Another Tradition to Be Lost in Hong Kong — the Stock Trading Hall
(Hong Kong) — Brokers at the Hong Kong Stock Exchange trading hall will hang up their iconic red jackets for the last time in late October.
As most securities trading has become electronic, the operator of the Hong Kong Stock Exchange has decided to close its iconic trading hall which has been underutilized in recent years.
From the end of October, no more brokers — who are all required to wear red jackets — will work in the 45,000-square-foot trading hall that houses Asia’s third-largest stock exchange by turnover, a spokesperson from Hong Kong Exchanges & Clearing Ltd. (HKEx) said.
The trading hall, which opened in 1986 and became a symbol of Hong Kong’s rise as Asia’s premier financial center, will be renovated into a “financial showcase,” the spokesperson said.
During its heyday in the 1990s, as many as 900 authorized brokers ran frenetically around the trading hall each day, shouting out prices, according to the local newspaper The Standard.
The number of desks in use dropped to 294 after the hall completed its first major renovation in 2006. Now, brokers lease only 62 desks for HK$7,000 ($895) a month each, though only 30 brokers show up to the trading hall in Exchange Square on average each day, the spokesperson added.
In the early years of the stock exchange, each transaction had to be manually recorded on a whiteboard. Brokers in the hall communicated using the loud “open outcry” that has become Hollywood shorthand for stock trading.
The bourse’s trading system was computer-assisted from the outset, but brokers still needed to walk around the trading floor to complete transactions and issue transaction records. Even after the stock exchange introduced its Automatic Order Matching and Execution System in 1993, brokers still had to be in the trading hall to enter orders into the system, according to a HKEx publication from 2005.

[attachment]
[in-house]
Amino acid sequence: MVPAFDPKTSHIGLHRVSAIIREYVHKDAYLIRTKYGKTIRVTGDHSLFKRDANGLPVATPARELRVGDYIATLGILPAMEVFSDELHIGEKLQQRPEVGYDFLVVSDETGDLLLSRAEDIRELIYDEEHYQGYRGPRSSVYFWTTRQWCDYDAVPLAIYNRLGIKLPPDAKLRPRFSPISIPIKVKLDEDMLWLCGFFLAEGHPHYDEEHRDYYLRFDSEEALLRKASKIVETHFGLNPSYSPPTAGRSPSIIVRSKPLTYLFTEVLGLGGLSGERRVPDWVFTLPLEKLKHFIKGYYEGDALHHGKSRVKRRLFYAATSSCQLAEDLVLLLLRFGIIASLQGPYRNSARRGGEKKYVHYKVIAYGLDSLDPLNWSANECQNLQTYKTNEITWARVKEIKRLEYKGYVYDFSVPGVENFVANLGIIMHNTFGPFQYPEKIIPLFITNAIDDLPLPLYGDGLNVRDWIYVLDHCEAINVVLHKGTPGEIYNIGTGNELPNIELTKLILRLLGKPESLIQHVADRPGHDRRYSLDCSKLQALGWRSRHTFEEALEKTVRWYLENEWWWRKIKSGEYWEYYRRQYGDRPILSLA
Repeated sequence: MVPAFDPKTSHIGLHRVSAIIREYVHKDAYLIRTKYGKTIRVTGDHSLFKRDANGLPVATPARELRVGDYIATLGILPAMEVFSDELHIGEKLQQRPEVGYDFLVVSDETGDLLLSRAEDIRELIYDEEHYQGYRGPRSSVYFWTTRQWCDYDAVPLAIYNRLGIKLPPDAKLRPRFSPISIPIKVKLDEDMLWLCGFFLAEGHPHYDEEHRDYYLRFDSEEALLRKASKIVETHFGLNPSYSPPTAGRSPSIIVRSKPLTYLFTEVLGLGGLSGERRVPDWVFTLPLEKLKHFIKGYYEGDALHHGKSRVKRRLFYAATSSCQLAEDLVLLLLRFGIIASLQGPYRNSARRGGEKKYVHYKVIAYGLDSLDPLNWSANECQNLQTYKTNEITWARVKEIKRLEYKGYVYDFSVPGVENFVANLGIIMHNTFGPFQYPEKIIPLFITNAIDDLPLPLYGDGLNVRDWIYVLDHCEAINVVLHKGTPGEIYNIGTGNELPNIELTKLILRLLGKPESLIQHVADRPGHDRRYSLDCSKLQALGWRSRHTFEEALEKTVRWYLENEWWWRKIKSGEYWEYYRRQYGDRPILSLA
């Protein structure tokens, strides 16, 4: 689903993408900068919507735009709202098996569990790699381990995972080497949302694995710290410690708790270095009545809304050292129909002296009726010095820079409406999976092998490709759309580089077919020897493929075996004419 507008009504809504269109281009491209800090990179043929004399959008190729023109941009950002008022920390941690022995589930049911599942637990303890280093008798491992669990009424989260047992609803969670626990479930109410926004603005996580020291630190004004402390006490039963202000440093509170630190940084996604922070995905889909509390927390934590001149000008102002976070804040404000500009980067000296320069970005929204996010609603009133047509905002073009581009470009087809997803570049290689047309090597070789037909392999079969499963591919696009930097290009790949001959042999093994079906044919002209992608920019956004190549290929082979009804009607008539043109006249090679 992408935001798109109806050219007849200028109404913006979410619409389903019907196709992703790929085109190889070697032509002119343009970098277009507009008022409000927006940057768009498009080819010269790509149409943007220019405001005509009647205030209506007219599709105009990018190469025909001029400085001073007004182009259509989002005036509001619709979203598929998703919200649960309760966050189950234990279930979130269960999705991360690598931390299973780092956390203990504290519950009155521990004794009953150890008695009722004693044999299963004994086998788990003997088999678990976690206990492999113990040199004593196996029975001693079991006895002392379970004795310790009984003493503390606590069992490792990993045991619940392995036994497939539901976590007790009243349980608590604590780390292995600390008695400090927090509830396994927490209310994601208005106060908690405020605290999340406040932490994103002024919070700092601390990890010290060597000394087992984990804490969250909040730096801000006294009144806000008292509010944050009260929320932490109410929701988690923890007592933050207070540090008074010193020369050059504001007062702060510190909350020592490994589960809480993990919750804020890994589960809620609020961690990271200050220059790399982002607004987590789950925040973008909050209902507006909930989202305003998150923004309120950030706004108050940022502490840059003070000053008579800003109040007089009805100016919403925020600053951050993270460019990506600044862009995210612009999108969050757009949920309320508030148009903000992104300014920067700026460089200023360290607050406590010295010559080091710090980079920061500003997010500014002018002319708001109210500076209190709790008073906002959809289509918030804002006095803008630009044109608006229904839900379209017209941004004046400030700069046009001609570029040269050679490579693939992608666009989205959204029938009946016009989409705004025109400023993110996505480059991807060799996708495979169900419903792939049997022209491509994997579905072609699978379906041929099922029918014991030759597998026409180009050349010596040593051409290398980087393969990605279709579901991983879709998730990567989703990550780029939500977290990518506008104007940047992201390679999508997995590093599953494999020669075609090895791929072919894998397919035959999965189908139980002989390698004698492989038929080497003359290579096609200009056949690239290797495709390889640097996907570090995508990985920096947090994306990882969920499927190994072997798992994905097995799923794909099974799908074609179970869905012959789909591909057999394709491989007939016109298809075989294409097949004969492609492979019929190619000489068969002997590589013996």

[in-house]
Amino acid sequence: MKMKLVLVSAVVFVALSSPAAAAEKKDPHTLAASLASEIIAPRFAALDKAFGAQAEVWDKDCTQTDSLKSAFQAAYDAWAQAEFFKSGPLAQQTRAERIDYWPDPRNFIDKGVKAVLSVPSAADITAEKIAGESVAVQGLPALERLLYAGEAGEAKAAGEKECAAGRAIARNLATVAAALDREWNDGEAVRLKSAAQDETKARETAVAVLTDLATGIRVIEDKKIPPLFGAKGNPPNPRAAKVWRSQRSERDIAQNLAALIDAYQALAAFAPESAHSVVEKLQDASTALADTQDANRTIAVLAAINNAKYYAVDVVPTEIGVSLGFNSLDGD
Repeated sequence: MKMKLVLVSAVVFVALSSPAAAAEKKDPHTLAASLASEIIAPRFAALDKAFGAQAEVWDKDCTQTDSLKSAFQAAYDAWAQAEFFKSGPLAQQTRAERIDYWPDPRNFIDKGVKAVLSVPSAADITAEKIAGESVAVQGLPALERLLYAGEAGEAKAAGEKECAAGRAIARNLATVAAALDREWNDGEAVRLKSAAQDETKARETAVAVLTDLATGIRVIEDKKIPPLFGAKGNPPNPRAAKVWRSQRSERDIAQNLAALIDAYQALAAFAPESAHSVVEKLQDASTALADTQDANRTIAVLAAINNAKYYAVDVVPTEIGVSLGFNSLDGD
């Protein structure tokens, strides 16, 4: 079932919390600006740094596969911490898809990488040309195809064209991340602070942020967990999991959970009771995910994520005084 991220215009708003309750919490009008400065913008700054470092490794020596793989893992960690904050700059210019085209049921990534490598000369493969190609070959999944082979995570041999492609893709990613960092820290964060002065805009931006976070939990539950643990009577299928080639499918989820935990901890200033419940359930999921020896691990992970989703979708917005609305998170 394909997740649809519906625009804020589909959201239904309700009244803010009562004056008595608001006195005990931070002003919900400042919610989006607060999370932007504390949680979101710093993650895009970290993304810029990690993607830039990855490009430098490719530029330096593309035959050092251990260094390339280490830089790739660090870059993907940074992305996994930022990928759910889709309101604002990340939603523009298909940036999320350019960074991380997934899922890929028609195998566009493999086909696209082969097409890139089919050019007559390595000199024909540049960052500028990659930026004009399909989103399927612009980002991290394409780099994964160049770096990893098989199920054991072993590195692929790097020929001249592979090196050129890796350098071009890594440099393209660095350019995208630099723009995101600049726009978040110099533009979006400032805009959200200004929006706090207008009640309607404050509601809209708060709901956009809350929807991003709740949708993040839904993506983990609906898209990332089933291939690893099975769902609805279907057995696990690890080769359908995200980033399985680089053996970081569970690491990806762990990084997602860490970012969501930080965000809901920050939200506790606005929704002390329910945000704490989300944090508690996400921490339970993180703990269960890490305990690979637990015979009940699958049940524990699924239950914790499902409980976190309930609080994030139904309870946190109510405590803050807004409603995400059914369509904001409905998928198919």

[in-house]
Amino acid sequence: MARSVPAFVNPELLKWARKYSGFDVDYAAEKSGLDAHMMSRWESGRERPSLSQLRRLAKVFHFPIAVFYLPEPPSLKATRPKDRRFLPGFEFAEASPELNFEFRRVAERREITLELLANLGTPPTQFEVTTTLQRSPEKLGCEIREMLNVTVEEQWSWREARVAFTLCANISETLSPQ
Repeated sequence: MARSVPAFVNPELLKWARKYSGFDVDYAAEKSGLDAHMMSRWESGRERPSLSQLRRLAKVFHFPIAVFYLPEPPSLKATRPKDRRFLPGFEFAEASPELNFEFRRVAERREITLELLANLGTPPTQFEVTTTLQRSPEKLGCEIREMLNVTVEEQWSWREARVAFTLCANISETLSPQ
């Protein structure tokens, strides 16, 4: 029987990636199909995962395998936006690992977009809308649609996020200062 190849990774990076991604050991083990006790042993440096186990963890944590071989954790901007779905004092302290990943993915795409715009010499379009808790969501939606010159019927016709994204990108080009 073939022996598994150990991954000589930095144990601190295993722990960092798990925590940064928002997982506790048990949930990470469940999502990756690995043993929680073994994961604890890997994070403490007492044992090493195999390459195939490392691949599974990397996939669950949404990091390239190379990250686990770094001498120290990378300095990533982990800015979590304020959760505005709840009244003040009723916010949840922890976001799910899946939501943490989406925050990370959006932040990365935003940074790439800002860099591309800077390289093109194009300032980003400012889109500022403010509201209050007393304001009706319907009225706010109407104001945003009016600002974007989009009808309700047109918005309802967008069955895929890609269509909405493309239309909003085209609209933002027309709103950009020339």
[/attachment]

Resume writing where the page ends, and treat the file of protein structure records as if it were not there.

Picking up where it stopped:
“There were a few times when traders were in such a rush to complete transactions and ran so quickly in the trading hall that they injured themselves, and we had to call for ambulances,” Ho Tze-kwan, former assistant vice president of business development at HKEx’s Cash Market Department, recalled of the hall’s busier days.
In 2000, electronic displays were added to the hall.
Now, most trading is conducted electronically from brokers’ offices. After October, the hall will be converted into a space for promoting the bourse, the spokesperson said. The new venue will be used for ceremonies, exhibitions, conferences and investor education events.
The Hong Kong bourse is the latest of many stock exchanges to shutter their trading floors in the past few decades.
The NYSE MKT, formerly known as the American Stock Exchange, closed its hall in January after more than a century. The exchange is now fully electronic. In July 2015, the Chicago Mercantile Exchange closed many of its once-hectic futures trading pits, saying that open outcry trading had fallen to 1% of all trades.
The Tokyo Stock Exchange and the Singapore Exchange have also made the transition to all-electronic trading.
The HKEx spokesperson said the bourse was evaluating brokers’ needs and considering relocating trading desks to nearby offices in Hong Kong’s Central district once leases expire in October.
Contact reporter Teng Jing Xuan (firstname.lastname@example.org)
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